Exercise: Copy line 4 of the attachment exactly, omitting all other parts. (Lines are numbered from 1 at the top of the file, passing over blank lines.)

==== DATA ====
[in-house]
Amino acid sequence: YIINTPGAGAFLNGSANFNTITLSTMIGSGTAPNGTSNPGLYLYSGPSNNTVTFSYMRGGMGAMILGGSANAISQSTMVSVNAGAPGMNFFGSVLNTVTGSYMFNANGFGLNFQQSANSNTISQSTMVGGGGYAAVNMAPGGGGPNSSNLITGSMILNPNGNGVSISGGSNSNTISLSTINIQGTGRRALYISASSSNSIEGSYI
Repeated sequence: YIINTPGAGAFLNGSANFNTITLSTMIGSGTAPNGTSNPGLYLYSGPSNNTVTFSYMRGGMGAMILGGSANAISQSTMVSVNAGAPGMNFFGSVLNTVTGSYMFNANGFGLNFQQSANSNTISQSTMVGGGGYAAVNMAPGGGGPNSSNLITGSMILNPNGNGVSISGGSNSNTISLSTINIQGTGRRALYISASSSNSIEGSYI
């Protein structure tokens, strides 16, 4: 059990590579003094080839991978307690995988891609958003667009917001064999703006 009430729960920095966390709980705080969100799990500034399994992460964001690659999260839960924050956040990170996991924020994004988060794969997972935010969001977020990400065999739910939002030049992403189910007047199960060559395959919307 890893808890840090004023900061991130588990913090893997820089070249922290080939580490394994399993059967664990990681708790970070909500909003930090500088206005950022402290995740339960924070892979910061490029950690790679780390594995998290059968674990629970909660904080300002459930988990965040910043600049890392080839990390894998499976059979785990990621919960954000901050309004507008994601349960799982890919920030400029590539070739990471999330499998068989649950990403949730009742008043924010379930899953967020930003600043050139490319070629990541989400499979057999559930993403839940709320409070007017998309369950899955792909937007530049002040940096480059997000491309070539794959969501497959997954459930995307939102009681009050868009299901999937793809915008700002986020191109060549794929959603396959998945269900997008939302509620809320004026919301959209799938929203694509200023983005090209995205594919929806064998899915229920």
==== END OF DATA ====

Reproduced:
């Protein structure tokens, strides 16, 4: 059990590579003094080839991978307690995988891609958003667009917001064999703006 009430729960920095966390709980705080969100799990500034399994992460964001690659999260839960924050956040990170996991924020994004988060794969997972935010969001977020990400065999739910939002030049992403189910007047199960060559395959919307 890893808890840090004023900061991130588990913090893997820089070249922290080939580490394994399993059967664990990681708790970070909500909003930090500088206005950022402290995740339960924070892979910061490029950690790679780390594995998290059968674990629970909660904080300002459930988990965040910043600049890392080839990390894998499976059979785990990621919960954000901050309004507008994601349960799982890919920030400029590539070739990471999330499998068989649950990403949730009742008043924010379930899953967020930003600043050139490319070629990541989400499979057999559930993403839940709320409070007017998309369950899955792909937007530049002040940096480059997000491309070539794959969501497959997954459930995307939102009681009050868009299901999937793809915008700002986020191109060549794929959603396959998945269900997008939302509620809320004026919301959209799938929203694509200023983005090209995205594919929806064998899915229920």